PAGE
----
Design-before-you-code is a school of thought that believes that what code is to be done (or what classes to be made and how they will interact) should be thought of and documented, reviewed looking at alternatives and also checking for the necessary and sufficient condition of fulfilling the need with probable extensibility in case of changes.
So if we see, any one who is not doing "design" before coding, must also be having these thoughts in mind while firing up the code editor and writing the classes and its methods. If someone is thinking about the classes and its interaction, it is better to follow the design discipline.
But with programming styles like agile, peer programming etc, the need for exclusive designing is decreasing in certain projects. However the product development teams that work on hardcore engineering products do follow the design discipline. The benefit is not only reduced coding time, but also maintenance of the product in long run.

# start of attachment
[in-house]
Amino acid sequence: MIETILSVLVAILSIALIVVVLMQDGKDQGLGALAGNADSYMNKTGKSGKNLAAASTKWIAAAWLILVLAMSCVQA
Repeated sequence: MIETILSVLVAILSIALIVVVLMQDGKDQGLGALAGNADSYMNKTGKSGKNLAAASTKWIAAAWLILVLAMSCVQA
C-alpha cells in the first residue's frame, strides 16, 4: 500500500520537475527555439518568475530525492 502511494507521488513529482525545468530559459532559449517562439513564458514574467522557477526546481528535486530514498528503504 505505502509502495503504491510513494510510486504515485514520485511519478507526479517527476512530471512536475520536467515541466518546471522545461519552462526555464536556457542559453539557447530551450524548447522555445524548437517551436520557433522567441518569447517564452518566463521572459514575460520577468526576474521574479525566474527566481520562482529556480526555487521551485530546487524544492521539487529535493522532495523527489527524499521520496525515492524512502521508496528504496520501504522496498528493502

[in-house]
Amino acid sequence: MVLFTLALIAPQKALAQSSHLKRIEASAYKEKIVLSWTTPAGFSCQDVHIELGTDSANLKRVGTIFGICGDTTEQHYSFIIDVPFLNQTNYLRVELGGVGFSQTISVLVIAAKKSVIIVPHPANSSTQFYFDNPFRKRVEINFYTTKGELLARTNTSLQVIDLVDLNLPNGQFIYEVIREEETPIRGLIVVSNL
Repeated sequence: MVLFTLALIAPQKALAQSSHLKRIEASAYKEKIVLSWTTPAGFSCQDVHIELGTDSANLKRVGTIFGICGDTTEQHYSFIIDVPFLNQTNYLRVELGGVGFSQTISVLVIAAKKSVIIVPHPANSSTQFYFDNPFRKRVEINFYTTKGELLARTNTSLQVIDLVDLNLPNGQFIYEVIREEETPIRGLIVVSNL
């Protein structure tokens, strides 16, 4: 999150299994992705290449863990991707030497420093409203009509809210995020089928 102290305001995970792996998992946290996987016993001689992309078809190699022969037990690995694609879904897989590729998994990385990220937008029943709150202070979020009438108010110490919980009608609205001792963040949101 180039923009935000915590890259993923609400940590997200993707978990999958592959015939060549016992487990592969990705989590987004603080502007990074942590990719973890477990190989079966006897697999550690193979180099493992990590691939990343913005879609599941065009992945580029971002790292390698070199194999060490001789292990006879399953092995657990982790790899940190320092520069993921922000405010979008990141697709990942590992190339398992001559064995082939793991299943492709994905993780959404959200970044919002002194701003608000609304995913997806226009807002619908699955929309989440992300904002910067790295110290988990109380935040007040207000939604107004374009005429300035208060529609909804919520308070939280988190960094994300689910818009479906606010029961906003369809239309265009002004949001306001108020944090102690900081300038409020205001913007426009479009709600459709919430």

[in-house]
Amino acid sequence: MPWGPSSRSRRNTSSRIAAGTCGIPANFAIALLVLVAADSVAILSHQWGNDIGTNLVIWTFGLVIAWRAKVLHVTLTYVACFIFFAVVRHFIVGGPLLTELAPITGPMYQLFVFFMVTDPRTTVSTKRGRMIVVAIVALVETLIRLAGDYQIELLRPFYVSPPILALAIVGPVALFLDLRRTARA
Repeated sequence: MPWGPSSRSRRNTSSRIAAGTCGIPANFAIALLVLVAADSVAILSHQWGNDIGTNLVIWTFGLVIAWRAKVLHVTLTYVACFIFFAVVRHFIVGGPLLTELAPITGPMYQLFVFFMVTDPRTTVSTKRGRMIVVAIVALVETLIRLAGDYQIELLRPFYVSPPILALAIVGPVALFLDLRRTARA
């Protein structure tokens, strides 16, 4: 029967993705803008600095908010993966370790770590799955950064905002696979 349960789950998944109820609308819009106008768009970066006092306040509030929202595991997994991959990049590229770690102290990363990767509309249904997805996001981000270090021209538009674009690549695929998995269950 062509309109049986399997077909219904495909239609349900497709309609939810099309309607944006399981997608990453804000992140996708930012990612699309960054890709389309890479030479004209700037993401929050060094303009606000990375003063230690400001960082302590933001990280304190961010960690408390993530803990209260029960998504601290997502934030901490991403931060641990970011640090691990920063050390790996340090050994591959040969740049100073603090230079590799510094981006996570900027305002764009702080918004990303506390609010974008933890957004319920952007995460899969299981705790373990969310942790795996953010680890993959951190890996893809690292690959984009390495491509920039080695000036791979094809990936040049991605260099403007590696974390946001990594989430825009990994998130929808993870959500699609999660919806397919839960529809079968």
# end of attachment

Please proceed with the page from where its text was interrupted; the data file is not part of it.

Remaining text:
People at times come up with question that "Can there be real examples citing this?". I don't know exactly how a real example be cited. But, I have experienced both the two cases. Both in two product developments. The first one was developed without the designs being made. And we saw a lot of pain during maintenance as extensibility was a big issue. The second one was following the disciplines and we felt the maintenance was quite less painful, so lot of efforts were saved.
I am yet to experiece agile or extreme programming or TDD kind of stuff and probably have not heard anyone following these for engineering product development. I shall keep my option open to experience the same.